Image: Facebook/PlayLife World

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One of the coolest experiences we’ve had in Rio was going to a favela high in the hills to play soccer with some kids who live there. They’re all part of the PlayLife World program that keeps children active and off the streets by providing development in sports, English, character and life skills.

Having been told that almost all the kids in the program were Afro Brazilian, I was expecting a group of kids looking like kids you’d find in inner-city neighbourhoods in the U.S. However, the kids all looked far more Spanish than African (check out the PlayLife World Facebook page to see for yourself).

So maybe one of the reasons I haven’t “seen” very many Afro Brazilians is I’ve been looking for the wrong thing. I’ve been looking for people who look more “Afro” than “Spanish” Brazilian but I’ve learned Afro Brazilians are much more diverse.

That was the first surprise in the favela. The second was learning that rich folks like Madonna and soccer star David Beckham have houses in the favela.

The favela Madonna and Becks call home is Vidigal, which the 2013 Guardian article, “Favela Tourism in Rio de Janeiro“, declared “Rio’s most foreigner-friendly favela.” Surprisingly (for the Guardian at least), the article made only passing reference to the fact that Vidigal got really hip after it was “pacified” in 2012.

According to the 2015 NPR story, “Rio’s Favelas Feel The Peace — And The Pressure — Of Pacification,” in 2009 the police moved into some of Rio’s favelas in a pacification project aimed at reducing violence in the city’s worst neighborhoods. The government was hoping to reduce crime ahead of the Rio 2016 Olympics.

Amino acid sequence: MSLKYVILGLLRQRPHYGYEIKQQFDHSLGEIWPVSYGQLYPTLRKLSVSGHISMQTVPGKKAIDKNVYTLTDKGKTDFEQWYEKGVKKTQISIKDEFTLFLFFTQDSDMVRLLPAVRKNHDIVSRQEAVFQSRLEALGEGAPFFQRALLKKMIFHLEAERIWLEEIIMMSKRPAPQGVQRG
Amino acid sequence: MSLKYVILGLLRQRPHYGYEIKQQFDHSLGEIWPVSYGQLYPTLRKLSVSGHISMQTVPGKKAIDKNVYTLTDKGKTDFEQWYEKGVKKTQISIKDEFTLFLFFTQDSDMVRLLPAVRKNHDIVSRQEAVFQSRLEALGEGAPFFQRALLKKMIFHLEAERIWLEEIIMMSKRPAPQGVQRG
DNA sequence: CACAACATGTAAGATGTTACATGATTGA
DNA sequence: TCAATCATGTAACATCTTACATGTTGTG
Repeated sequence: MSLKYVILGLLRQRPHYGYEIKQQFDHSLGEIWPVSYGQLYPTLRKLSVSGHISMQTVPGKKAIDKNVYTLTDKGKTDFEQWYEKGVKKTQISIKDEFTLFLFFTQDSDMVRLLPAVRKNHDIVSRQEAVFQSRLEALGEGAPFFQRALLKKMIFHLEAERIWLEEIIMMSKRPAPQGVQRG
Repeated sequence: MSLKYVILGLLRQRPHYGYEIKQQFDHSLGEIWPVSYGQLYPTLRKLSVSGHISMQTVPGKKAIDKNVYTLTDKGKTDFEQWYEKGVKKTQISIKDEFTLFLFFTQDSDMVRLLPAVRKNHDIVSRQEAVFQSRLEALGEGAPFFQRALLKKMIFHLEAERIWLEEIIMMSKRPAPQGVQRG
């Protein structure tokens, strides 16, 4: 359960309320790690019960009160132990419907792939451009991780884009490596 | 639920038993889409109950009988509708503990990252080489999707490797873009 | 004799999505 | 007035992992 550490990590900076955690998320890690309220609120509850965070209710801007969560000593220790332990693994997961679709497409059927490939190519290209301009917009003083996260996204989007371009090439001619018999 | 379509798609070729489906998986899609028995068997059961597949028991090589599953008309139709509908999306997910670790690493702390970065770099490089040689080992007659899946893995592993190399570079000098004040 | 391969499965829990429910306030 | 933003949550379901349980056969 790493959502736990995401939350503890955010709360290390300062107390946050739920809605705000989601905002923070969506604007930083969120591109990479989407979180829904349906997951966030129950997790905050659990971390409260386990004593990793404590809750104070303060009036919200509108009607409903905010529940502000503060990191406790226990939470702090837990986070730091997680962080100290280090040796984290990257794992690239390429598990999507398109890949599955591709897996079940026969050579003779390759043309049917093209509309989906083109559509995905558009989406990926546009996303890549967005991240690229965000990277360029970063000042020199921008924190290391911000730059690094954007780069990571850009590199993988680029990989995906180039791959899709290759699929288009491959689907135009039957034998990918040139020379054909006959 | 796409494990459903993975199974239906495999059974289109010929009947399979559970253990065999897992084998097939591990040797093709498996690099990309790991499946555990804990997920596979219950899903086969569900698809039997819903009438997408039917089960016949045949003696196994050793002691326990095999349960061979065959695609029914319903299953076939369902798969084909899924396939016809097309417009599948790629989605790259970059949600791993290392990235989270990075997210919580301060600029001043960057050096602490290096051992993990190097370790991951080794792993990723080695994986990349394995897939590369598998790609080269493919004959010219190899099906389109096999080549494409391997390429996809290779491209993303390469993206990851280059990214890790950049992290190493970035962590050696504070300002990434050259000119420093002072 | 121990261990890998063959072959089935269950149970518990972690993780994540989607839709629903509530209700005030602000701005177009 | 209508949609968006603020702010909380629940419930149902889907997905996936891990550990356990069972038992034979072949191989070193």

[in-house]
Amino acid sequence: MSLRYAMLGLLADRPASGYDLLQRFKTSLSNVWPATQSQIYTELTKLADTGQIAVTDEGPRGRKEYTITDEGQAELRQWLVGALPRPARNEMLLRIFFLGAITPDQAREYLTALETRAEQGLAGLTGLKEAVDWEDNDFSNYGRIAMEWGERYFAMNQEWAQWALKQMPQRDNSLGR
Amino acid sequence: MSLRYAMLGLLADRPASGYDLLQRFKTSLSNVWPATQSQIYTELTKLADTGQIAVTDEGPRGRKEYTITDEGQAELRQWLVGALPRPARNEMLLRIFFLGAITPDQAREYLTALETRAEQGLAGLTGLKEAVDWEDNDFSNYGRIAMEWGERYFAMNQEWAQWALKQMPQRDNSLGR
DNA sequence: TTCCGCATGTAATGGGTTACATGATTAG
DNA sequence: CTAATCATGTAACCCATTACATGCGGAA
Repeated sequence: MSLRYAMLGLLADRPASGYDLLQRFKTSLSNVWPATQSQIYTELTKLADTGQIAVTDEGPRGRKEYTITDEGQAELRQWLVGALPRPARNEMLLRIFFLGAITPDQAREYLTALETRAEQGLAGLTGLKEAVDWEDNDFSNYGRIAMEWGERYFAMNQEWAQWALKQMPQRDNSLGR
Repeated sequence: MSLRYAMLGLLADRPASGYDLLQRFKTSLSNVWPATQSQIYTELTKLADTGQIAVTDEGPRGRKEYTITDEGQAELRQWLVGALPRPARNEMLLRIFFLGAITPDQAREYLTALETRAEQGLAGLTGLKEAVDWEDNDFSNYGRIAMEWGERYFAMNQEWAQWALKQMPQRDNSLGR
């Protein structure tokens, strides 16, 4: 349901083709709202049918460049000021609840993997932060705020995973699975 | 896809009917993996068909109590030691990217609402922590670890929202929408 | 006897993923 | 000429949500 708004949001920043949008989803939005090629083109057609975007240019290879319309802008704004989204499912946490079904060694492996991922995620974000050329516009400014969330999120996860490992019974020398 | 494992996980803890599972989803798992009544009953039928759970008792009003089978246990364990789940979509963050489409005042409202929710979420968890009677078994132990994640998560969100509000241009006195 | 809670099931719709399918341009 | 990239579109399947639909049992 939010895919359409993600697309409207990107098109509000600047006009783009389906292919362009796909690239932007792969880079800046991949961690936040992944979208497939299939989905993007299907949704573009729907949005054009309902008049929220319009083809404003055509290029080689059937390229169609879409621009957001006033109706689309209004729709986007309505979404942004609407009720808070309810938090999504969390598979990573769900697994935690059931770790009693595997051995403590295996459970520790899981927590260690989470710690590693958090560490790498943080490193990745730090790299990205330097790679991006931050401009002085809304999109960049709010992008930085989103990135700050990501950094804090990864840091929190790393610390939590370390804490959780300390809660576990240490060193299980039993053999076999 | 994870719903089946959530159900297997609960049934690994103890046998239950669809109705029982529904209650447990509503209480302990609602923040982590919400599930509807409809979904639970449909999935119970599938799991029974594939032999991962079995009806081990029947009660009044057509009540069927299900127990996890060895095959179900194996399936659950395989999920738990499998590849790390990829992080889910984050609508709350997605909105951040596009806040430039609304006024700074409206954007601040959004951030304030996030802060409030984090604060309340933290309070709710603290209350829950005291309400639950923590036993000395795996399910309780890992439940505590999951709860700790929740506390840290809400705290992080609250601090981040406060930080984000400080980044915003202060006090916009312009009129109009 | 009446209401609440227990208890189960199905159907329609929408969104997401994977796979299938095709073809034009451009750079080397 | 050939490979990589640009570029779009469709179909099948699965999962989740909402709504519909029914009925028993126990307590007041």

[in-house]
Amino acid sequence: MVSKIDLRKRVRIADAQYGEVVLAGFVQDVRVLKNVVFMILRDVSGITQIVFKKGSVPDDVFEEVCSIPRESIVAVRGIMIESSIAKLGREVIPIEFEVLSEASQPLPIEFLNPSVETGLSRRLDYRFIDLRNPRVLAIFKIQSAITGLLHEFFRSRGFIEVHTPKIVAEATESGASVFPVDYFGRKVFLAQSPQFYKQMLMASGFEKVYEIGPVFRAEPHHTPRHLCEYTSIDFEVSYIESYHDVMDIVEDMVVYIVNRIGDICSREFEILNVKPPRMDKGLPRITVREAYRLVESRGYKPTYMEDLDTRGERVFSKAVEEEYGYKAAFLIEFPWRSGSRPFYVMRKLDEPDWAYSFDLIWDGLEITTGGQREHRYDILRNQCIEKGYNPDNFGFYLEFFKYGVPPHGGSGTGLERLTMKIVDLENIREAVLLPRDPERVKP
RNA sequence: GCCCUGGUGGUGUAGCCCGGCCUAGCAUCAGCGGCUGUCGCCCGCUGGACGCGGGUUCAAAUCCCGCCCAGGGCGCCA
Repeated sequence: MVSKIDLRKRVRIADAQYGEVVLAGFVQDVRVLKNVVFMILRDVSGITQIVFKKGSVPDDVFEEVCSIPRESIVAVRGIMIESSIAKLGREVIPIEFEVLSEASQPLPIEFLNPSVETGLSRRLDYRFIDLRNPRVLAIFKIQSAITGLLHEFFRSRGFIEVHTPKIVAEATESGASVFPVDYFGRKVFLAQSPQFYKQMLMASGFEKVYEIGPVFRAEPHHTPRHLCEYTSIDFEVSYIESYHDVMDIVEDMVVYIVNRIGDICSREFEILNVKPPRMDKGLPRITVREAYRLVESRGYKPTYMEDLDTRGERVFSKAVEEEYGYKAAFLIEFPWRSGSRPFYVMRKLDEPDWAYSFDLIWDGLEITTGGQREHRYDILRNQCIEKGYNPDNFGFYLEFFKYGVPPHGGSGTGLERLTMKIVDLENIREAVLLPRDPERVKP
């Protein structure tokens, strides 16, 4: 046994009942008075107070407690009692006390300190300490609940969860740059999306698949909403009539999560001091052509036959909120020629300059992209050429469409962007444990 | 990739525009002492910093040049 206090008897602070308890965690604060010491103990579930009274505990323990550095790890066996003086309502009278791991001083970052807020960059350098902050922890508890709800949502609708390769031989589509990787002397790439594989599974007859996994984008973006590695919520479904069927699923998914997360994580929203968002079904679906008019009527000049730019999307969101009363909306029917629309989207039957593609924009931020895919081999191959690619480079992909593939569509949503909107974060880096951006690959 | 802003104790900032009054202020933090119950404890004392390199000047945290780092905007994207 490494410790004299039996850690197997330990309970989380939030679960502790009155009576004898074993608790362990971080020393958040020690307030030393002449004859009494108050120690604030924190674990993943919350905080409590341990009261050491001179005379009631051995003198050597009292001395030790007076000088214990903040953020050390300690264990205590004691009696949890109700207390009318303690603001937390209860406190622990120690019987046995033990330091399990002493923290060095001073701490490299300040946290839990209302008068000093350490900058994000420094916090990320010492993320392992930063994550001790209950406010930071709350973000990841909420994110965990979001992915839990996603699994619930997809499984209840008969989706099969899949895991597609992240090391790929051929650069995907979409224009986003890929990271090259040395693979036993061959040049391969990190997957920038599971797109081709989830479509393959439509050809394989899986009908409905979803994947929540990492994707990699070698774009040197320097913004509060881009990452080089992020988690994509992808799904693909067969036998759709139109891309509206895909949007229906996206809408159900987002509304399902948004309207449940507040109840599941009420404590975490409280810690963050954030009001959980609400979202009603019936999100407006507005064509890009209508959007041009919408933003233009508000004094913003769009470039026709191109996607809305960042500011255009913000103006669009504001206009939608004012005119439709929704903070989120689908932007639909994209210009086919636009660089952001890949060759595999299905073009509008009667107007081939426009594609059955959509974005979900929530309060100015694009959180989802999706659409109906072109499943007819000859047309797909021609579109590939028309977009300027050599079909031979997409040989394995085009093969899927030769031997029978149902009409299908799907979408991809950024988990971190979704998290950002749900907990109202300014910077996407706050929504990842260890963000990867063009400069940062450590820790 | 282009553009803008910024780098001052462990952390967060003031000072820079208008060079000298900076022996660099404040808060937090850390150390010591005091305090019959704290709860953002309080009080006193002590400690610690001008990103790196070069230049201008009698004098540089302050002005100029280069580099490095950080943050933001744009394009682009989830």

According to our African-American contact who has lived in Rio for five years, “pacifying” a favela involves having the army and police spraying the place with gun fire to kill all the gang members — and, unfortunately, anyone else who got caught in the crossfire. 

One of the most powerful quotes in the NPR story supports this. Mayse Freitas lives in Complexo de Alemao, one of the favelas targetted for pacification. She joined a group of protestors one day to protest the program’s failure.

“There is no pacification here,” she said. “What we have is a war. Criminals against police, fighting over who are the more powerful the more influential. And who suffers? We do. I’m a mother and a grandmother. I don’t want my children or grandchildren to be next.”

Vidigal appears to be an exception with pacification being so successful, even Madonna and Beckham felt safe enough to move in. However, they may be safe from drug lords, but apparently not from locals angry about the effect they’re having, if one believes the Jan. 2015 Daily Mail story, “David Beckham ruined my favela! Slum dwellers attack star after Rio shanty town turns into luxury enclave.”

We have no idea if the kids we played soccer with were around when their home was pacified because we were all having way too much fun playing soccer to talk about bad stuff. Even if we had tried, most of them are only beginning to learn English which is a key part of the PlayLife World program. This is a very good thing because it could really come in handy if they end up leading the next protest. 

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Image: Facebook/PlayLife World


Robin Browne

Robin Browne is an African-Canadian communications professional and the co-lead of the 613-819 Black Hub, living in Ottawa. His blog is The “True” North.